Play for Life: Play Theory and Play as Emotional Survival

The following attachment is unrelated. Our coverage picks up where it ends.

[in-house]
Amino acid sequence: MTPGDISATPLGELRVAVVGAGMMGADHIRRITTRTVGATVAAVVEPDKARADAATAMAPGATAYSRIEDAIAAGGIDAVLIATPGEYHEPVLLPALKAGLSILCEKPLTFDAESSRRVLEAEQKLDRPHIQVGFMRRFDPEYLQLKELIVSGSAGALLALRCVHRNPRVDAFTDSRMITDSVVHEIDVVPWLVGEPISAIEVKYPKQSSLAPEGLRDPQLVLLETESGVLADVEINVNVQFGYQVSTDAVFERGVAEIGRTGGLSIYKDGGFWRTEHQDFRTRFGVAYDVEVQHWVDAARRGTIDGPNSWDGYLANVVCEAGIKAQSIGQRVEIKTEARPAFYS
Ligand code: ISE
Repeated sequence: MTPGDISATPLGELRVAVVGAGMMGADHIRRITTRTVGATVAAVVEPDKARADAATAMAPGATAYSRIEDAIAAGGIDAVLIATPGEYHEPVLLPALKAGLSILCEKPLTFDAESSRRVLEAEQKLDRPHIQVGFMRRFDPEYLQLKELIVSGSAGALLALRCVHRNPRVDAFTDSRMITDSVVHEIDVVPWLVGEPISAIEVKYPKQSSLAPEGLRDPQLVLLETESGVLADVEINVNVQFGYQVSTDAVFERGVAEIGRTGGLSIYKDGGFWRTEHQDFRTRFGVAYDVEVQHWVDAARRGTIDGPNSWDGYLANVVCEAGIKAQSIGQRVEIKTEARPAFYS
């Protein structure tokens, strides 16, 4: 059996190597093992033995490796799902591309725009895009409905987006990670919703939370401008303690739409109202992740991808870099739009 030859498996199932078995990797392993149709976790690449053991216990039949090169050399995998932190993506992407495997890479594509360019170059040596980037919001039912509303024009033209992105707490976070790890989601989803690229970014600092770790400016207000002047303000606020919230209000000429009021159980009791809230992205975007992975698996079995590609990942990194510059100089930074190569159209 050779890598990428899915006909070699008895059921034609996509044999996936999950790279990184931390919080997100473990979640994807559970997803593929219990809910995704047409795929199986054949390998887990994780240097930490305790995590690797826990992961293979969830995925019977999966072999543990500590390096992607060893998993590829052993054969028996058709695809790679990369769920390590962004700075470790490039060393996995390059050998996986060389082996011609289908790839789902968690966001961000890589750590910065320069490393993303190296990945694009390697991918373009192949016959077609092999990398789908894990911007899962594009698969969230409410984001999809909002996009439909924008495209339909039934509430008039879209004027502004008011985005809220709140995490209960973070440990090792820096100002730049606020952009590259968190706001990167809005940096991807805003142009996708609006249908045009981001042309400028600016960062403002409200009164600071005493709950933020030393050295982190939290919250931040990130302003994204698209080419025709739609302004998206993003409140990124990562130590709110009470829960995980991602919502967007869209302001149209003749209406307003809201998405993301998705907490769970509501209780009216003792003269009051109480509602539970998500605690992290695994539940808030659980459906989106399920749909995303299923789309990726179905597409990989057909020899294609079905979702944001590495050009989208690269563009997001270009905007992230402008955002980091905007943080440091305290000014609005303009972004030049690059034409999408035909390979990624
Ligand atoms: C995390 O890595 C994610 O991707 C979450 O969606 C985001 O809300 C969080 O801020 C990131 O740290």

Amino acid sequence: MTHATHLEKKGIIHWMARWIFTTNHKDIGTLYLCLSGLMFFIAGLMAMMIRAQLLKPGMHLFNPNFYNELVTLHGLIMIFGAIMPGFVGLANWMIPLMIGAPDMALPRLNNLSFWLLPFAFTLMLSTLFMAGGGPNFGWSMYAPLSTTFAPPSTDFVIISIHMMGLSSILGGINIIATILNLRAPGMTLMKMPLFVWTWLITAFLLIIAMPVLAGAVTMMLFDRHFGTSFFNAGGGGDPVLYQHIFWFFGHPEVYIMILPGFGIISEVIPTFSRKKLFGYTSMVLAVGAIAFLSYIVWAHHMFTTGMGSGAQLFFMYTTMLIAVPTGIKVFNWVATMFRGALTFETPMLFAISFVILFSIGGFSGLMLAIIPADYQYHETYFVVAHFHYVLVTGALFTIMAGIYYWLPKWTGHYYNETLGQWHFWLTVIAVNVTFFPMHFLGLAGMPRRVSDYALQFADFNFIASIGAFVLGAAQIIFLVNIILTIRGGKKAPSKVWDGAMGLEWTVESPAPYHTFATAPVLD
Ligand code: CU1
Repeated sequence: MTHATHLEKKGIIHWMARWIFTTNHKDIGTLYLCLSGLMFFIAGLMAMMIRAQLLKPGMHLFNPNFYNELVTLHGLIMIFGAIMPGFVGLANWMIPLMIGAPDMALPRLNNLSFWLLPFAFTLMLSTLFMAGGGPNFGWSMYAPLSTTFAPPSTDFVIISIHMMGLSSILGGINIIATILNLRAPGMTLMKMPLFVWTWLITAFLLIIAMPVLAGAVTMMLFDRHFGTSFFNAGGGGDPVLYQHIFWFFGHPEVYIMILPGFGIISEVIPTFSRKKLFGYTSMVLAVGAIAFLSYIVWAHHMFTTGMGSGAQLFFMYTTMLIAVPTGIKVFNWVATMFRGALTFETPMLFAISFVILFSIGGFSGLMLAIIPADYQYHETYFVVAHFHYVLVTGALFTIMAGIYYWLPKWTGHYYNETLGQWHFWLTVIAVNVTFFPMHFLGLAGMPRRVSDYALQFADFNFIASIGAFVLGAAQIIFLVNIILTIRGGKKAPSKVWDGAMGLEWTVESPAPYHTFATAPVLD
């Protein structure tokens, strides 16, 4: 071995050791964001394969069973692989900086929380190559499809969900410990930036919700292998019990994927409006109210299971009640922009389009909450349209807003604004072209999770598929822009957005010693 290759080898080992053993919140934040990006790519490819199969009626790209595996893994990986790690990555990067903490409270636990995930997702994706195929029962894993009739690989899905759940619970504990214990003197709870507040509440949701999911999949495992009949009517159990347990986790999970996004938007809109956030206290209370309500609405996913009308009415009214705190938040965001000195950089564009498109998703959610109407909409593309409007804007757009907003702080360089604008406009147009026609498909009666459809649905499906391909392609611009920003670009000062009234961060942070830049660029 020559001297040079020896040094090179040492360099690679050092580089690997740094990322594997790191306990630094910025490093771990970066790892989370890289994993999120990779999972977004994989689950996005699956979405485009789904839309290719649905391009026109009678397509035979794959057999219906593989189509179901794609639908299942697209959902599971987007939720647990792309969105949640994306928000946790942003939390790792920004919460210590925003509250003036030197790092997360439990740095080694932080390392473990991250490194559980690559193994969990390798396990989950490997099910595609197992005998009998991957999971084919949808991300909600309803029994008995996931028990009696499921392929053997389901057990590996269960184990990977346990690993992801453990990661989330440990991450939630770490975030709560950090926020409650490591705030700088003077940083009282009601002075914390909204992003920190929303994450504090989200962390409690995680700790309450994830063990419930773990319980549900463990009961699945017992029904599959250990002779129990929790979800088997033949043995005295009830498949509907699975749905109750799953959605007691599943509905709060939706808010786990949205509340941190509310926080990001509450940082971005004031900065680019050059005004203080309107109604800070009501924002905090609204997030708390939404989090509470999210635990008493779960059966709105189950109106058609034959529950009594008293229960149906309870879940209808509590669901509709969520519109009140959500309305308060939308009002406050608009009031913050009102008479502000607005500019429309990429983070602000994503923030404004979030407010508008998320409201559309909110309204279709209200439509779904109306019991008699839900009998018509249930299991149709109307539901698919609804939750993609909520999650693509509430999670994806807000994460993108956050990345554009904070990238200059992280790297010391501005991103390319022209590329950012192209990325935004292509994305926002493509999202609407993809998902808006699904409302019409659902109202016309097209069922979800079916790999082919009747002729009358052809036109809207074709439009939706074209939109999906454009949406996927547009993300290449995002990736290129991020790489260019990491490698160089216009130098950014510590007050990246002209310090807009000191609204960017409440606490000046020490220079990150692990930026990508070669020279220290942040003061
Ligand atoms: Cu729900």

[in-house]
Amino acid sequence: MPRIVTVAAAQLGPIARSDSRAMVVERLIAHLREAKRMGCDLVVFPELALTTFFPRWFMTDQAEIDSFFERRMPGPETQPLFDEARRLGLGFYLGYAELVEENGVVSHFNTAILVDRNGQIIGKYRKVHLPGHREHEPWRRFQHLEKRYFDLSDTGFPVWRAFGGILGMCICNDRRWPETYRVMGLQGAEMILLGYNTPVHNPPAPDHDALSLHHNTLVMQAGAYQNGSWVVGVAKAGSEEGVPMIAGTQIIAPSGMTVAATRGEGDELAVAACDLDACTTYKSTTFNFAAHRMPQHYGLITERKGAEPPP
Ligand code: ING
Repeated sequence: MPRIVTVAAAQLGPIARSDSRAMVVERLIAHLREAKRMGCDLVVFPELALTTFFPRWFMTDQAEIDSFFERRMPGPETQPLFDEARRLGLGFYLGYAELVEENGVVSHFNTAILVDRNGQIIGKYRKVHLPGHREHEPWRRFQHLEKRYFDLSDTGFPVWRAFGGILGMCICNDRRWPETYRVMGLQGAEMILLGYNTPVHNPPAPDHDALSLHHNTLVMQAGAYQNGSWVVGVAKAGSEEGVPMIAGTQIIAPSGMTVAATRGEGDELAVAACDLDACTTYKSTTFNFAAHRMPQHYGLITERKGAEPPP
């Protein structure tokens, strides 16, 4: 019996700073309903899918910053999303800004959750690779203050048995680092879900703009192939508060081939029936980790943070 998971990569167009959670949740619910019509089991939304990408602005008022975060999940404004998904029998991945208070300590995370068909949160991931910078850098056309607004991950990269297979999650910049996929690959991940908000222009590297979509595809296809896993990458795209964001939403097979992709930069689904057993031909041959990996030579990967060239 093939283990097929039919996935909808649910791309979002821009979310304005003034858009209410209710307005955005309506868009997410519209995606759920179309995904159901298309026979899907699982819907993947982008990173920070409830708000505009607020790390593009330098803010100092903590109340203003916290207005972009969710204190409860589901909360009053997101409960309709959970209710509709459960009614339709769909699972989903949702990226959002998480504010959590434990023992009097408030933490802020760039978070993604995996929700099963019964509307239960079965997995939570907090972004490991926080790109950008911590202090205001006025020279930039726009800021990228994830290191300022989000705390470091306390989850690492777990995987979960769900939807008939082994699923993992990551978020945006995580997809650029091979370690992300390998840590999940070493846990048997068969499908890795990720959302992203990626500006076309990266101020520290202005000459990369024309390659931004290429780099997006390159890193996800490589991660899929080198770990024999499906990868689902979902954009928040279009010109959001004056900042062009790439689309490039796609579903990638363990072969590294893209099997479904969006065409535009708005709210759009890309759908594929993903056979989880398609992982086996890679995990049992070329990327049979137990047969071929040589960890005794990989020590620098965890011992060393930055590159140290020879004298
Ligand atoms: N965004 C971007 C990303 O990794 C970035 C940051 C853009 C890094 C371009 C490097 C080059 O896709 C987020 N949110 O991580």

"Sutton-Smith embraced play more fully than any other contemporary thinker and changed the way generations will imagine the topic. A profoundly important theorist of play, he was also a diligent observer of how children actually play, and he collected their songs, stories, rhymes, jokes, and game rules from across the world. Most of all, he was a strong-minded advocate for allowing children to play freely, arguing that they have a right to interact on their own terms away from controlling impulses of adults. By training an educational psychologist, by inclination a folklorist, and by any reckoning a great scholar, Sutton-Smith in the last moments of his career speaks his mind on the true nature and real importance of this many-faceted phenomenon. He argues that play is more than a game for the young or a pastime for adults or a recreation for sports enthusiasts. Instead, it allows us to display our most basic existential challenges in culturally coherent and socially manageable forms. Indeed, it is the ambition of all players, claims Sutton-Smith, to transform the world, to rename it on terms that allow them--and all of use who join them--to thrive."--Jacket.
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